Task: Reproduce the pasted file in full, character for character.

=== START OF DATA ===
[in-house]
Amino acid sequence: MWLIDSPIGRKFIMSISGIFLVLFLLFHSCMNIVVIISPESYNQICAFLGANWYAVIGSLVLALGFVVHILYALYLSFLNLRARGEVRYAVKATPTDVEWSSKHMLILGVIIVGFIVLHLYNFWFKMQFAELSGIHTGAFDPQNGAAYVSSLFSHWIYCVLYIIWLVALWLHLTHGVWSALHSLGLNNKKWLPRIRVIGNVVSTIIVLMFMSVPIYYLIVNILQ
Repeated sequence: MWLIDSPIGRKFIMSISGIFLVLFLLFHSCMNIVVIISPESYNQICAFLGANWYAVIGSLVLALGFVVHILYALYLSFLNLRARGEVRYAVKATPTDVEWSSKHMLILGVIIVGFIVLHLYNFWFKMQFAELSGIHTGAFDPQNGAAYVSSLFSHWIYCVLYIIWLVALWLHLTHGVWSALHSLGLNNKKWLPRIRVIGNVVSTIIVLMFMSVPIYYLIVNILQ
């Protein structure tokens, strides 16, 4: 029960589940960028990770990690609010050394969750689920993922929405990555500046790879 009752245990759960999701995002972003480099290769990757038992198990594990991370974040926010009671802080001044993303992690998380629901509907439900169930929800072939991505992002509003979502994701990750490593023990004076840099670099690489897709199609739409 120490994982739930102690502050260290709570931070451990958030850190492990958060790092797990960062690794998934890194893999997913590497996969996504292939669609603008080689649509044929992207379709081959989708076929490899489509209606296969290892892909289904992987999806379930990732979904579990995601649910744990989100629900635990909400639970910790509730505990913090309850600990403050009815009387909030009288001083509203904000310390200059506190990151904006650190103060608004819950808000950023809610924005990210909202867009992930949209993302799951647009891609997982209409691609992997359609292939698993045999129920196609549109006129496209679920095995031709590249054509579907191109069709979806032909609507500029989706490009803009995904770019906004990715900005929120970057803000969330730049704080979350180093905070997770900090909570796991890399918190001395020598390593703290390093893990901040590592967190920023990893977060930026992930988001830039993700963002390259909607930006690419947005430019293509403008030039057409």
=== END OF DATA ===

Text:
[in-house]
Amino acid sequence: MWLIDSPIGRKFIMSISGIFLVLFLLFHSCMNIVVIISPESYNQICAFLGANWYAVIGSLVLALGFVVHILYALYLSFLNLRARGEVRYAVKATPTDVEWSSKHMLILGVIIVGFIVLHLYNFWFKMQFAELSGIHTGAFDPQNGAAYVSSLFSHWIYCVLYIIWLVALWLHLTHGVWSALHSLGLNNKKWLPRIRVIGNVVSTIIVLMFMSVPIYYLIVNILQ
Repeated sequence: MWLIDSPIGRKFIMSISGIFLVLFLLFHSCMNIVVIISPESYNQICAFLGANWYAVIGSLVLALGFVVHILYALYLSFLNLRARGEVRYAVKATPTDVEWSSKHMLILGVIIVGFIVLHLYNFWFKMQFAELSGIHTGAFDPQNGAAYVSSLFSHWIYCVLYIIWLVALWLHLTHGVWSALHSLGLNNKKWLPRIRVIGNVVSTIIVLMFMSVPIYYLIVNILQ
């Protein structure tokens, strides 16, 4: 029960589940960028990770990690609010050394969750689920993922929405990555500046790879 009752245990759960999701995002972003480099290769990757038992198990594990991370974040926010009671802080001044993303992690998380629901509907439900169930929800072939991505992002509003979502994701990750490593023990004076840099670099690489897709199609739409 120490994982739930102690502050260290709570931070451990958030850190492990958060790092797990960062690794998934890194893999997913590497996969996504292939669609603008080689649509044929992207379709081959989708076929490899489509209606296969290892892909289904992987999806379930990732979904579990995601649910744990989100629900635990909400639970910790509730505990913090309850600990403050009815009387909030009288001083509203904000310390200059506190990151904006650190103060608004819950808000950023809610924005990210909202867009992930949209993302799951647009891609997982209409691609992997359609292939698993045999129920196609549109006129496209679920095995031709590249054509579907191109069709979806032909609507500029989706490009803009995904770019906004990715900005929120970057803000969330730049704080979350180093905070997770900090909570796991890399918190001395020598390593703290390093893990901040590592967190920023990893977060930026992930988001830039993700963002390259909607930006690419947005430019293509403008030039057409």